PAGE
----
Very special is that Emilia Lajunen toured Finland by bicycle . In 2015 she did it alone and in 2017 with Suvi Oskala. “The violin is easy to take with you on the bike,” she says. “Alone I covered more than 3500 kilometers and performed in living rooms, churches, bars and clubs. I also performed at festivals, such as the Kaustinen Folk Music Festival. My husband, music journalist Kare Eskola came with me,” she says. “I cycled with Suvi over the islands of the Turku archipelago in western Finland. It was great fun to perform there as a duo.” The violinists used to tour Finland by horse and carriage. Emilia follows that tradition in a contemporary way by doing this by bicycle.

Musically, she explores Finland’s traditions as broadly as possible. Like Pauliina Syrjälä, she renews and mixes the traditions of Western and Eastern Finland in her own compositions. That urge for innovation can also be heard from Pekko Käppi and Suistemon Sähkö during Arctic Fire. They go further than Lajunen and Syrjälä, who stay much closer to tradition.

Emilia Lajunen and Suvi Oskala at Womex 2019.

sea-suomenlinna-finland-rik van boeckel
Sea at Suomenlinna.
Colorful Helsinki
Helsinki harbour.

Nordic Notes is a German record label founded in 2005 that focuses mainly on the music of Scandinavia and the Baltic States. They have released CDs by Emilia Lajunen & Suvi Oskala, Päivi Hirvonen, Vildá and Mari Kalkun (Estonia), among others.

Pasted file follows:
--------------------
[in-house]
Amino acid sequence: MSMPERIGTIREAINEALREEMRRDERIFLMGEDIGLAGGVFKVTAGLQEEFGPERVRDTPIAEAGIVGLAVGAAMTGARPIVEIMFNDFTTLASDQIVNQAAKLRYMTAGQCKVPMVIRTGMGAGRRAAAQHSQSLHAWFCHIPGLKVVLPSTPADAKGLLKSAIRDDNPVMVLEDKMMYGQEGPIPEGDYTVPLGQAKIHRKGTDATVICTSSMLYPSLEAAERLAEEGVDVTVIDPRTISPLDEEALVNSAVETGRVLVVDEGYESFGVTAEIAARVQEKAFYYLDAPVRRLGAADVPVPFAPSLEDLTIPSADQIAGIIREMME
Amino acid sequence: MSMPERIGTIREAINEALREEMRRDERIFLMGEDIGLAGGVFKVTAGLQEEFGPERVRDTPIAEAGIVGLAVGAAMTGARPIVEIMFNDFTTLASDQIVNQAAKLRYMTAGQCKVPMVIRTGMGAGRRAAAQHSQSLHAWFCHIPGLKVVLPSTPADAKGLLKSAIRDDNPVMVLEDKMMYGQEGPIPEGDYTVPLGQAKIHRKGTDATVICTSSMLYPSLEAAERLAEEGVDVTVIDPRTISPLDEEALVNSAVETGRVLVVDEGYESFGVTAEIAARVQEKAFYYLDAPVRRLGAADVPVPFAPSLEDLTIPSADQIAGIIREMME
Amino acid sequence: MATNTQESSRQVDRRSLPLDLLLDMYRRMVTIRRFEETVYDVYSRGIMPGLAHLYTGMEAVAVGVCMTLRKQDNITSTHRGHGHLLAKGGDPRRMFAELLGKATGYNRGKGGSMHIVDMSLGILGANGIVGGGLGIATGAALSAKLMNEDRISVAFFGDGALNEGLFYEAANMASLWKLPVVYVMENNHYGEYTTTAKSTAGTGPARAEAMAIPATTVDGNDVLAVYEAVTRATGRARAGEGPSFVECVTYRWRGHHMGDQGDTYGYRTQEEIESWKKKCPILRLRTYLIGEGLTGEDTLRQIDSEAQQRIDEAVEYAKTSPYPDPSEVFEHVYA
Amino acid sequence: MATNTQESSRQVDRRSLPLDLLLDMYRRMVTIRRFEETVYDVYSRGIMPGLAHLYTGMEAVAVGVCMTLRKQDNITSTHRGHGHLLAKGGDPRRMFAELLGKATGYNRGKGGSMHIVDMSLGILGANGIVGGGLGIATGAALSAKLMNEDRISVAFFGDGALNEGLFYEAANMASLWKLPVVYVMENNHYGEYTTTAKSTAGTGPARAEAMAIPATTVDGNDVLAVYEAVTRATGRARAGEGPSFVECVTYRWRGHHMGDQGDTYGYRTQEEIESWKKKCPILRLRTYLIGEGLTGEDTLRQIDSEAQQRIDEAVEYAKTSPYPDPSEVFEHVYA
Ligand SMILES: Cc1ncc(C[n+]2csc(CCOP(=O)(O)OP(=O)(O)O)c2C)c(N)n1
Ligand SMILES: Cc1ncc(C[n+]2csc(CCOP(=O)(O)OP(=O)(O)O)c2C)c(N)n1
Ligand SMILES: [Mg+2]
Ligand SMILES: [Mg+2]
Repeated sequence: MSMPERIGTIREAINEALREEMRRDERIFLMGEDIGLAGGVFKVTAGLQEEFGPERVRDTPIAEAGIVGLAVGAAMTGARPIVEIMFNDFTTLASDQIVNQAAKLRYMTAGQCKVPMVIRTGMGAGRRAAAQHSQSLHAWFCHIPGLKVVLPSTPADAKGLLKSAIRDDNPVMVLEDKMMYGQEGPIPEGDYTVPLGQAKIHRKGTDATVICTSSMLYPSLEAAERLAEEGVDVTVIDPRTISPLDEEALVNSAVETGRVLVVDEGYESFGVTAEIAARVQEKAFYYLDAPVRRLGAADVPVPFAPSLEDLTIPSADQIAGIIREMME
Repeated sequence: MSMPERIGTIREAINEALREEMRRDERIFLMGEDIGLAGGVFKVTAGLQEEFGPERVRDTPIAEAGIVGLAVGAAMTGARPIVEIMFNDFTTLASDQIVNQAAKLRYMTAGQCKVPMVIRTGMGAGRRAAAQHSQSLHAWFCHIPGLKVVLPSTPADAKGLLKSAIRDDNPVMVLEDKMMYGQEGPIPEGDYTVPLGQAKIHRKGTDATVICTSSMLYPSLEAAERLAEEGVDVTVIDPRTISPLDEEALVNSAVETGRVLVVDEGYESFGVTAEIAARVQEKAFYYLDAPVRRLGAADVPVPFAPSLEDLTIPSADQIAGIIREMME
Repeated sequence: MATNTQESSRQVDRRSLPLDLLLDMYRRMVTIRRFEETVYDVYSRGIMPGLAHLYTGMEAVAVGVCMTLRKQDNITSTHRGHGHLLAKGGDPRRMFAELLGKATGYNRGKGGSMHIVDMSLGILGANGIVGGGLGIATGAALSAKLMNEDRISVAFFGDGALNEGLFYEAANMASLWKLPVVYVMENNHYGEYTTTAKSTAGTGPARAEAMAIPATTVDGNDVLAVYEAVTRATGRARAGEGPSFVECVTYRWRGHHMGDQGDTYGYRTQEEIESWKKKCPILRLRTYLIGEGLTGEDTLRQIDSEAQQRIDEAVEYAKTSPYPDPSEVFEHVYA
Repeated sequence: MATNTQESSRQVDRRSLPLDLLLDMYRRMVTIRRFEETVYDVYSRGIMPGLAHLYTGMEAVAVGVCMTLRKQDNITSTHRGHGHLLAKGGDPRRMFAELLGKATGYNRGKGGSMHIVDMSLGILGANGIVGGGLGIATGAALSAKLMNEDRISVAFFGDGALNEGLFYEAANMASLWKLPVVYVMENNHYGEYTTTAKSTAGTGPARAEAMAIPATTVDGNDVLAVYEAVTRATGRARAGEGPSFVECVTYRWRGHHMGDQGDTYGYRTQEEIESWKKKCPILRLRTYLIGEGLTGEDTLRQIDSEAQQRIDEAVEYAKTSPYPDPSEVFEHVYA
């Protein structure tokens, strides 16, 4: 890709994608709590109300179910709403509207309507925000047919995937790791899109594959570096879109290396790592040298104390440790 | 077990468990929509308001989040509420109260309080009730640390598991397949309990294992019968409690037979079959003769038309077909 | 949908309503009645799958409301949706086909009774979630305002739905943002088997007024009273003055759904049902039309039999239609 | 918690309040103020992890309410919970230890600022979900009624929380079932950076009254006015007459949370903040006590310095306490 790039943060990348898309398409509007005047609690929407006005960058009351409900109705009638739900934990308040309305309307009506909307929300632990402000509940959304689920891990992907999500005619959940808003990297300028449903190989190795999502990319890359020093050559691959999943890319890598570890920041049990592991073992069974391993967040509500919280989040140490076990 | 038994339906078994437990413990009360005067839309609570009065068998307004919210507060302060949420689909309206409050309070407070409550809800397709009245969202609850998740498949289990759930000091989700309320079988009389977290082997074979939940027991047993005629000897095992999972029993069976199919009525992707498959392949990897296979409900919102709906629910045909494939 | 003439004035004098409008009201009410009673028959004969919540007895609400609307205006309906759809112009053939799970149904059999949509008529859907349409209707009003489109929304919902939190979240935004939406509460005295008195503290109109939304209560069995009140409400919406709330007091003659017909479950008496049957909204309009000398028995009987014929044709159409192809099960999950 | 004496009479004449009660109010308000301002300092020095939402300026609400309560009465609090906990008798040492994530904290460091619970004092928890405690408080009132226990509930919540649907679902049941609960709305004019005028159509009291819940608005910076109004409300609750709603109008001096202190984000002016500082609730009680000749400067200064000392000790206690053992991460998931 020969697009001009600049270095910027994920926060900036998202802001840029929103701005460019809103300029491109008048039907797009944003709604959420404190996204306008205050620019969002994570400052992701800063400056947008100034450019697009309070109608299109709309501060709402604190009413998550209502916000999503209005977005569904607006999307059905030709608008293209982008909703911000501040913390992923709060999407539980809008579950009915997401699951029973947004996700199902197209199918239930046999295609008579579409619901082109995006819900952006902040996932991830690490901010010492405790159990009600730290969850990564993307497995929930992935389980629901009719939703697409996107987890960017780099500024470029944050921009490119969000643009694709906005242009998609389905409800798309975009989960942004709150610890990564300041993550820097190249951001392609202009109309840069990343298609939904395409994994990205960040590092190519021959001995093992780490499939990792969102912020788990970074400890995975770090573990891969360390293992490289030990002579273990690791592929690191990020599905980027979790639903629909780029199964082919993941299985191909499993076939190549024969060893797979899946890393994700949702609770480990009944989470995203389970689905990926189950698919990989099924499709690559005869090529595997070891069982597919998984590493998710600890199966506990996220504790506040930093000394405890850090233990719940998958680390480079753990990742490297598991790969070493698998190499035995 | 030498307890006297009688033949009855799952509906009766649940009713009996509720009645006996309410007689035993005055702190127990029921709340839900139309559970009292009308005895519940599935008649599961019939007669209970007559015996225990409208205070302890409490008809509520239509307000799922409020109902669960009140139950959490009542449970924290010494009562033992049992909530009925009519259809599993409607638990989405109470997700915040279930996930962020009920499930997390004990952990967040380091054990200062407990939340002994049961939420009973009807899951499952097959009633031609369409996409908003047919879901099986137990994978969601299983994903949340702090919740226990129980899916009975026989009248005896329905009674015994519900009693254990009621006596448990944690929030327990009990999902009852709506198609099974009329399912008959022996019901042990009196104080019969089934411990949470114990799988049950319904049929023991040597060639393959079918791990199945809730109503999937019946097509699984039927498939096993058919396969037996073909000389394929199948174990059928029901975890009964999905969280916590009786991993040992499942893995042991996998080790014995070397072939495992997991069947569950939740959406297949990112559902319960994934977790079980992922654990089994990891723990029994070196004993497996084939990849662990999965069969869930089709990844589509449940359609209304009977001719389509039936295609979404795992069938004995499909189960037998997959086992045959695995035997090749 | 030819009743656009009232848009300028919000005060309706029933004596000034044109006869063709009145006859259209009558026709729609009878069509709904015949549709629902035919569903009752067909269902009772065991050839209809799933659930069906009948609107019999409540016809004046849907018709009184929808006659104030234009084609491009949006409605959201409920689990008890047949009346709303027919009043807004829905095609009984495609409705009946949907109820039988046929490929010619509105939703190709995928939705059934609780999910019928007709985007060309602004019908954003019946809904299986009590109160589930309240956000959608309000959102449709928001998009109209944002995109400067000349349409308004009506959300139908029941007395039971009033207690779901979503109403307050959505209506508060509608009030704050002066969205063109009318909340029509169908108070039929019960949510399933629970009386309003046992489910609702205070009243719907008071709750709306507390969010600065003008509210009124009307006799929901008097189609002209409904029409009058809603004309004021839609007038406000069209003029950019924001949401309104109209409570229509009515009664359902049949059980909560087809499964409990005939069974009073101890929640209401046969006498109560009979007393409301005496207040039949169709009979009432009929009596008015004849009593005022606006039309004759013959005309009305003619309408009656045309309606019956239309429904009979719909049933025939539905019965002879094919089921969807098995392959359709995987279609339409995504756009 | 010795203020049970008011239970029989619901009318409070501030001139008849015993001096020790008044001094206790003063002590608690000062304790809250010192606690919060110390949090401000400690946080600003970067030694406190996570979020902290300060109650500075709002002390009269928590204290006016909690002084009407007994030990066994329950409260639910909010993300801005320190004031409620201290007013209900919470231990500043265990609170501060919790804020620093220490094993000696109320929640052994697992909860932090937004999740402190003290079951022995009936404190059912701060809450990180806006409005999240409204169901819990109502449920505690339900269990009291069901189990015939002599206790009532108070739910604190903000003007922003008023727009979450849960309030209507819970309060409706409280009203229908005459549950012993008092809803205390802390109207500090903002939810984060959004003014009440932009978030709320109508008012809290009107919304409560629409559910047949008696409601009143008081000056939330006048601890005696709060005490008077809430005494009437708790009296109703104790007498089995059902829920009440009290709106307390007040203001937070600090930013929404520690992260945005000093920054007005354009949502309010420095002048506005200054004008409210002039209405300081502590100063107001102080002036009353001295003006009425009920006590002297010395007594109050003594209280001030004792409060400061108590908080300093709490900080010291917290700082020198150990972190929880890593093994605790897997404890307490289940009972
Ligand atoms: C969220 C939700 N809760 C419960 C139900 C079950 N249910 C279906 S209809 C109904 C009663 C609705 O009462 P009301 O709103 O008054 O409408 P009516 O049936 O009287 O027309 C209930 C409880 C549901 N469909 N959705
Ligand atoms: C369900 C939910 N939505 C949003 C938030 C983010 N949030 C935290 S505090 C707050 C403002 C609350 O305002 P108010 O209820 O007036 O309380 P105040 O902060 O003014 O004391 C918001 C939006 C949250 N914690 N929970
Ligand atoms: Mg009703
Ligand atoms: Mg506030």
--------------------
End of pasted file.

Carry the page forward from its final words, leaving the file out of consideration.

In the center of Tampere, a Russian Orthodox cathedral and the Tampere Music Hall where Womex takes place are particularly striking. But I want to see more of the city, so I decide to visit the Pispala district. This district is considered the most beautiful part of Tampere. Pispala has its own atmosphere. This is mainly because the district is made up of beautifully restored, colorful wooden houses. And the view of Lake Pihäjärvi on one side and Lake Näsijärvi on the other side is very beautiful. This view is not visible from the center of Tampere.

From the train station I soon see Lake Pihäjärvi looming from the bus. After getting out I first go to the viewpoint on Lake Pihäjärvi. Then I walk through the narrow streets of Pispala, through the colorful neighborhood and hardly meet anyone. Via a staircase I descend to the Näsijärvi lake. When I see a cyclist passing by on the road along the lake, I think back to the story of Emilia Lajunen, about her musical bicycle tour through Finland. And to the rich musical history that is so characteristic of Finland, in the east and west. That history revealed itself especially during the Sounds of Finland conference in Helsinki where I first heard the beautiful sounds of the cantele, jouhikko and nickelharpa. The instruments that are so characteristic of traditional Finnish music and that still linger in my head. favicon

Rik van Boeckel
Rik van Boeckel

Gepassioneerd reiziger, world music kenner en ritme en slagwerk-expert. Rik van Boeckel is freelancer voor onder andere Jazzism en Nordic Magazine. Hij bracht twee reisboeken uit: Het loslaten van Atlas en De zingende palmen van Cuba. Ook is Rik zelf percussionist, geeft hij les en is spoken word artiest/dichter.

Practical information

To flee

There are direct flights from Amsterdam to Helsinki. Flight duration 2.5 hours. From Helsinki, the train journey to Tampere takes an hour and a half. Of course you can also go there by car! There are also several car sleeper trains .

Hotel tips

Hotel Arthur , Helsinki | Omena Hotel , Tampere Look HERE for more info about Finland.